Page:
Four Japanese foundries add their fonts to Typekit

We are delighted to announce that four Japanese foundries have added several of their typefaces to the Typekit library.

Visual Design Laboratory, Jiyu Kobo, Dai Nippon Printing, and Fontworks are our newest foundry partners, representing a substantial expansion to our collection of Japanese type with a total of 74 new fonts.

Visual Design Laboratory

The ethos of Visual Design Laboratory (VDL) is to balance the natural beauty of letterforms with rigorous standards for readability and legibility. VDL offers a comprehensive collection known as “VDL Designers Fonts” (VDLデザイナーズフォント), which is sure to resonate with designers seeking a typeface that’s highly individual while maintaining a broad appeal.

Typeface sample from Visual Design Laboratory

By eliminating the decorative elements as much as possible in VDL Logo G, the characters appear much more balanced and consistent. Alignment between horizontal and vertical elements, with kana characters designed to appear slightly larger, keeps a sense of stability and makes this a great choice for logotypes.

VDL Logo G Regular is just one of the 36 fonts now available from VDL in the Typekit library. See the foundry page for the full list.

Jiyu Kobo

Jiyu Kobo was established in 1989, and is perhaps best known for the Hiragino font family that is built into Mac and iOS software. We’re delighted to welcome four fonts from their Yu-Minchotai family to the Typekit library.

Jiyu Kobo type specimen set vertically
Jiyu Kobo type sample set horizontally

Yu-Minchotai R was developed with novels in mind, particularly those seeking a more traditional style that would suit historical settings. The typeface features a combination of contemporary bright Chinese characters with traditional kana characters for its distinctive style.

Jiyu Kobo type specimen of Yu-Minchotai R

Yu-Minchotai 5 Kana R and Yu-Minchotai 36 Kana R are designed to be used in conjunction with Yu-Minchotai R. Yu-Minchotai 5 features a classical and soft shape, marked with soft lines; meanwhile Yu-Minchotai 36 features the expressive quality of the writing brush, lending a distinctive style to the overall shape of the characters.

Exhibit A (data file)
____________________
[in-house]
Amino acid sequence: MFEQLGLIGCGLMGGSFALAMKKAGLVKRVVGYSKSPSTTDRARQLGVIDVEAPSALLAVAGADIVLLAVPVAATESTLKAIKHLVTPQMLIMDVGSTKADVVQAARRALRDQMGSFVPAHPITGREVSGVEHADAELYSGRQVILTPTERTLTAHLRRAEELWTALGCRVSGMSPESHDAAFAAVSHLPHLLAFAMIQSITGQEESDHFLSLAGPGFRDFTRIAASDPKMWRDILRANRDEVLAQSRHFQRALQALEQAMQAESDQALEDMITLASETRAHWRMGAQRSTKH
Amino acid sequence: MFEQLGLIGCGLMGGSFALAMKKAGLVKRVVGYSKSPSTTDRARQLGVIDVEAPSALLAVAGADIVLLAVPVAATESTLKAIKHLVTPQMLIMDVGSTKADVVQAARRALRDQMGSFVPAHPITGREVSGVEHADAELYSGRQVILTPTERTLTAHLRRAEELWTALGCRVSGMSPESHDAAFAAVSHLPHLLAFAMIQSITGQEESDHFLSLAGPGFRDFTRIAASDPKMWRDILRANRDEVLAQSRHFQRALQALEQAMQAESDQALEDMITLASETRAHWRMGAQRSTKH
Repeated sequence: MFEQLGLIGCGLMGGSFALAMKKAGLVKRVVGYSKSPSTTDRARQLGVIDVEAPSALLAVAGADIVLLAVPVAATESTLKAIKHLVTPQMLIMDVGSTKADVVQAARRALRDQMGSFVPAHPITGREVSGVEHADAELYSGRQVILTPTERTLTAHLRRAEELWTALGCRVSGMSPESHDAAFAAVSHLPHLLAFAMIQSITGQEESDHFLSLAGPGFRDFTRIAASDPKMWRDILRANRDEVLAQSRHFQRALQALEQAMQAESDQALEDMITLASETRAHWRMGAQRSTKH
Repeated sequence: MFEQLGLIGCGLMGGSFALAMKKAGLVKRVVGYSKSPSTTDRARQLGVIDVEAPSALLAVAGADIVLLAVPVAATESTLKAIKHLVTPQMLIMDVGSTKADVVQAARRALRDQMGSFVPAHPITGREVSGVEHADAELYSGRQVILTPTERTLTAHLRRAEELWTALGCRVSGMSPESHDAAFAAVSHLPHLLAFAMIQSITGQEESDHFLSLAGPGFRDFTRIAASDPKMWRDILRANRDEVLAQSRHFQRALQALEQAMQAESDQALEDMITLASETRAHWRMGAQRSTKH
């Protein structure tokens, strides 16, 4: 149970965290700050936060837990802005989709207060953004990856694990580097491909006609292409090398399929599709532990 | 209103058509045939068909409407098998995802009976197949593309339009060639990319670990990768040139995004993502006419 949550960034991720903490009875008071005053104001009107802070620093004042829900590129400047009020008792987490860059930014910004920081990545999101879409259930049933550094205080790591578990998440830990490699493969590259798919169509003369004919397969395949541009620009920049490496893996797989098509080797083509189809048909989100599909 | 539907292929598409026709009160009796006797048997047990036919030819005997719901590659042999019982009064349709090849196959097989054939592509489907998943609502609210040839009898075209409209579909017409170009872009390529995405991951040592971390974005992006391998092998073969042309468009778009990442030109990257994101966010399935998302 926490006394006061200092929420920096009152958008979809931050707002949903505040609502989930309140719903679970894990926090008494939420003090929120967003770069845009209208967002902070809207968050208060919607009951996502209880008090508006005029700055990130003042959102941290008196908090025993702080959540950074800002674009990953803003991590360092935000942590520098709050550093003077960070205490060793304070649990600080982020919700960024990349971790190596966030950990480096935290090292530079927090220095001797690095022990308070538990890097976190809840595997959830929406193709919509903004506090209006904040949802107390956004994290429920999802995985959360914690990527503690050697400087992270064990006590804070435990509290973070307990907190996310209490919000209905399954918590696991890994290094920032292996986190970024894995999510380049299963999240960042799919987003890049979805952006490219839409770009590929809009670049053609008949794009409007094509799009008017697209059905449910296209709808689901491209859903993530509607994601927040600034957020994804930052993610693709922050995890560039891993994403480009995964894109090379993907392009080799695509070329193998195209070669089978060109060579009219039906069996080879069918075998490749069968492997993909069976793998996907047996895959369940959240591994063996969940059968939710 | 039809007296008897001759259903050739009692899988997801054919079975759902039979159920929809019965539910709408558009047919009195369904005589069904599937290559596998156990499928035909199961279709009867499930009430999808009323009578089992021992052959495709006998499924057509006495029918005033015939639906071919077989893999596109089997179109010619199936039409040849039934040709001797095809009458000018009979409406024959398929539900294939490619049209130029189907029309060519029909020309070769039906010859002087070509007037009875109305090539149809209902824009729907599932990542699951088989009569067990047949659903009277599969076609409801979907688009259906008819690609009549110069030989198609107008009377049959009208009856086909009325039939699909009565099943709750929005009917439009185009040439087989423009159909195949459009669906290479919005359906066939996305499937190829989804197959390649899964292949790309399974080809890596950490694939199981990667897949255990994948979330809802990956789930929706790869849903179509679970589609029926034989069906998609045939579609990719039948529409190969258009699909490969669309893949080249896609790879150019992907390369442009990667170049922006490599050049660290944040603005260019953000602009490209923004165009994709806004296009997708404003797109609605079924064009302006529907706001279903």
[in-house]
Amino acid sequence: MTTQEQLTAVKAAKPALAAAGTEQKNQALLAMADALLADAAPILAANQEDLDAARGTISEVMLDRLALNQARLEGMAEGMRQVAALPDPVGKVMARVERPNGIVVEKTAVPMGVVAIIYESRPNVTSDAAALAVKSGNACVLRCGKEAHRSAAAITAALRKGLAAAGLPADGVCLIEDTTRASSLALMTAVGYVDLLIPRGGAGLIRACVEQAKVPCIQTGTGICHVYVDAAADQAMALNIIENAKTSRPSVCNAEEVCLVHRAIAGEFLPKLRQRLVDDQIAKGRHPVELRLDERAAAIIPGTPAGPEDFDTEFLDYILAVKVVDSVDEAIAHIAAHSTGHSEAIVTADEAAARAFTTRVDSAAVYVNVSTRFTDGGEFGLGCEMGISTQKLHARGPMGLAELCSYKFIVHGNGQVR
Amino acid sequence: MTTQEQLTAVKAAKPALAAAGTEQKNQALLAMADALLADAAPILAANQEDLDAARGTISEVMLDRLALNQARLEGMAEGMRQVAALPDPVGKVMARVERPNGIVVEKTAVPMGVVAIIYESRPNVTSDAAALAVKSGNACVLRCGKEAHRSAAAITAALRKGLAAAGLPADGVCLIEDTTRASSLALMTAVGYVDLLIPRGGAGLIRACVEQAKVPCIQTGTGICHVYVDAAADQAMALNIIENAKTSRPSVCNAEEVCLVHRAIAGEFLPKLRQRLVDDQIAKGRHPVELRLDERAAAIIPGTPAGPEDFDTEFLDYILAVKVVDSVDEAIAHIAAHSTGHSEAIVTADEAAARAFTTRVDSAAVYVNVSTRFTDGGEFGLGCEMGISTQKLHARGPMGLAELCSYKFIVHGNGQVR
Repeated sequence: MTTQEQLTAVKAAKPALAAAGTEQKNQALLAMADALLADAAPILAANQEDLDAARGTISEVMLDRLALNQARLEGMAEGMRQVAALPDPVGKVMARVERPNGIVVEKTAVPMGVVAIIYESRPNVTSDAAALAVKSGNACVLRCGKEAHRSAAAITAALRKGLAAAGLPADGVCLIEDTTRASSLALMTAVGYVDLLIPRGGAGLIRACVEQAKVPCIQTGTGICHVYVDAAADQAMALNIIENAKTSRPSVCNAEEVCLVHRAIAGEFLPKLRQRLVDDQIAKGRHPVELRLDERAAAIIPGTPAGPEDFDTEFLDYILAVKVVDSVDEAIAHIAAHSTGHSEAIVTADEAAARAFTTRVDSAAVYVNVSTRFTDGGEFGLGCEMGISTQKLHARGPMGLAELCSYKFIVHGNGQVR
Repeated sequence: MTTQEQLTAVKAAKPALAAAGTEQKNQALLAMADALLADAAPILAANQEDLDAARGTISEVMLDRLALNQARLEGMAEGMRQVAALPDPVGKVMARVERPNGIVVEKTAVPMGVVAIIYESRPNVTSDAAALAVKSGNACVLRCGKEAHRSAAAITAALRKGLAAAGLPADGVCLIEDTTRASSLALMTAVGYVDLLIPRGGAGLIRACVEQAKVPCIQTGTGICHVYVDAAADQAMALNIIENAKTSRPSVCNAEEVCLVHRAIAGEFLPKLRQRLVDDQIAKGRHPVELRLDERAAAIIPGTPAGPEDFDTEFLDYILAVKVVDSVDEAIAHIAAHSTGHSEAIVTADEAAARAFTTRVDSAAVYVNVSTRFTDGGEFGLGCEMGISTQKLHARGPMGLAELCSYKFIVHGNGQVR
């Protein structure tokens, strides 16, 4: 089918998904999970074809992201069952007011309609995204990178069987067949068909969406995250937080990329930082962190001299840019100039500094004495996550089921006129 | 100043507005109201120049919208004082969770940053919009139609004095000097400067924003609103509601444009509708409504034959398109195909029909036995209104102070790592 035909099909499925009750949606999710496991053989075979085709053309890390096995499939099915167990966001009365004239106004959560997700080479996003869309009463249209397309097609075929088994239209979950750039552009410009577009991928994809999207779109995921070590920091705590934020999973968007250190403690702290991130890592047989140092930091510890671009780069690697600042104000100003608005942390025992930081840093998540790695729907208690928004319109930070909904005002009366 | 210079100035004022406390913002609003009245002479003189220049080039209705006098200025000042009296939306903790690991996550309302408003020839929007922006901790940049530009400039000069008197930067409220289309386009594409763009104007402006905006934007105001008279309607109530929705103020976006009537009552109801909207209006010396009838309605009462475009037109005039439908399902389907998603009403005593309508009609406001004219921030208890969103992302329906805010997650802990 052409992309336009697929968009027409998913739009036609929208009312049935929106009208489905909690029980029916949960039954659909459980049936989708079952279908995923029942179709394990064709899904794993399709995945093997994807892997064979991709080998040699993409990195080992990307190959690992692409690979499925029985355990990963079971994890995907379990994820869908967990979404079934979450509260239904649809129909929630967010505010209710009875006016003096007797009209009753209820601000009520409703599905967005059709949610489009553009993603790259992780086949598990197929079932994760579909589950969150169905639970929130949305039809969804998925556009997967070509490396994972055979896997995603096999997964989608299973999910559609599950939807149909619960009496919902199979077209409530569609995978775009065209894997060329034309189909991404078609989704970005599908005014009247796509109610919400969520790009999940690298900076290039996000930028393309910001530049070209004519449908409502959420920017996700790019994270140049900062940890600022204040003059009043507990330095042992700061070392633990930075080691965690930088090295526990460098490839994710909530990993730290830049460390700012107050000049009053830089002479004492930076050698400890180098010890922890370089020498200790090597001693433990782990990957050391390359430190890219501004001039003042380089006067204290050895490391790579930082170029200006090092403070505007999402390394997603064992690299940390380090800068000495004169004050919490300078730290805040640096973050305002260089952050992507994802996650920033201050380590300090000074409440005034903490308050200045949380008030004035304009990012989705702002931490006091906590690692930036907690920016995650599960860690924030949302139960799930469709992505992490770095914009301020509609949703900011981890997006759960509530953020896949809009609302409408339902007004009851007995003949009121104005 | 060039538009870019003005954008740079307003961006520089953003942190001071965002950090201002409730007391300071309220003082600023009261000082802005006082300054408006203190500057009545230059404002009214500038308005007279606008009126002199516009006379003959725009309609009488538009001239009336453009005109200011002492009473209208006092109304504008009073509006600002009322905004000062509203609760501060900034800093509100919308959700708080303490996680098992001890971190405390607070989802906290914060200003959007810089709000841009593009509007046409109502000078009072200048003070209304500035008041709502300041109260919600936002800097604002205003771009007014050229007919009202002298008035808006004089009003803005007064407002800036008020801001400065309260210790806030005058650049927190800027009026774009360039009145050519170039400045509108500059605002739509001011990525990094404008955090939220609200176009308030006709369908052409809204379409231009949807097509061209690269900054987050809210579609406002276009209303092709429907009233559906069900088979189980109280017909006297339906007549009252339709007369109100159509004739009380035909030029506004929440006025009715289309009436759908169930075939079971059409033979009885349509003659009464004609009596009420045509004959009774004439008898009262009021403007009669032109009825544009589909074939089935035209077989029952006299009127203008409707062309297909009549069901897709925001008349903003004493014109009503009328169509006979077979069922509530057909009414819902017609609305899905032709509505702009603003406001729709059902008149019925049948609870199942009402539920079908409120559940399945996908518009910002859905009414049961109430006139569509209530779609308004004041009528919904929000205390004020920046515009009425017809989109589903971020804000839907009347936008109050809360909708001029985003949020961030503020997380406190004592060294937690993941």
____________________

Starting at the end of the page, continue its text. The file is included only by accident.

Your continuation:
Dai Nippon Printing

DNP has been developing and maintaining the Shueitai type family since the company started (as Shueisha) more than a century ago. Shueitai has been a consistently popular family among publishers and readers alike, thanks to its readability and graceful line drawing. The wide variety of styles packed into the Shueitai collection, including Mincho, Gothic, and Maru Gothic, makes it a fantastic selection for designers working across a wide range of projects with varied needs.

DNP Shuei Mincho Pr 6 L type sample

DNP Shuei Mincho Pr 6 L is beautifully used in body text for books and magazines — which traditionally uses Mincho style. The brush styling is especially outstanding in the “い” and “に” characters, with line thickness carefully calibrated to achieve good legibility for readers. Horizontal lines are set slightly thicker than is typical for many Mincho fonts, aiding overall readability with minimal flickering of the thin lines.

DNP is adding a total of 20 fonts to the Typekit library. See the full list on their foundry page.

Fontworks

Fontworks developed alongside the digital revolution in print publishing, providing innovative typefaces to support the move to digital production in Japan. Fontworks is the home of the Tsukushi type family, used in countless publications today. The foundry is a member of the Softbank Technology Group, which puts them right at the source for many important developments in font technology.

Tsukushi A and B Maru Gothic type samples from Fontworks

The round gothic body of Tsukushi A and B Maru Gothic has proven popular, receiving the 2010 Tokyo Type Directors Club award. Unlike most other round gothic typefaces, tight and small counter spaces in Tsukushi Maru Gothic make this typeface feel less casual and more mature. Fontworks has added a total of 14 fonts to the Typekit library, four of which are from the Tsukushi type family.

2 Responses

  1. Violet says:

    Wonderful work! Congratulations for the award!

  2. Merehead says:

    They look awesome, I’m impressed! Japanese is a hard language because not so many really good fonts, but with Adobe it’ll change soon!

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Sally Kerrigan

Content Editor at Typekit. Usually knows the way to the nearest public library. Lives in San Francisco in real life, @draftwerk in Twitter life.

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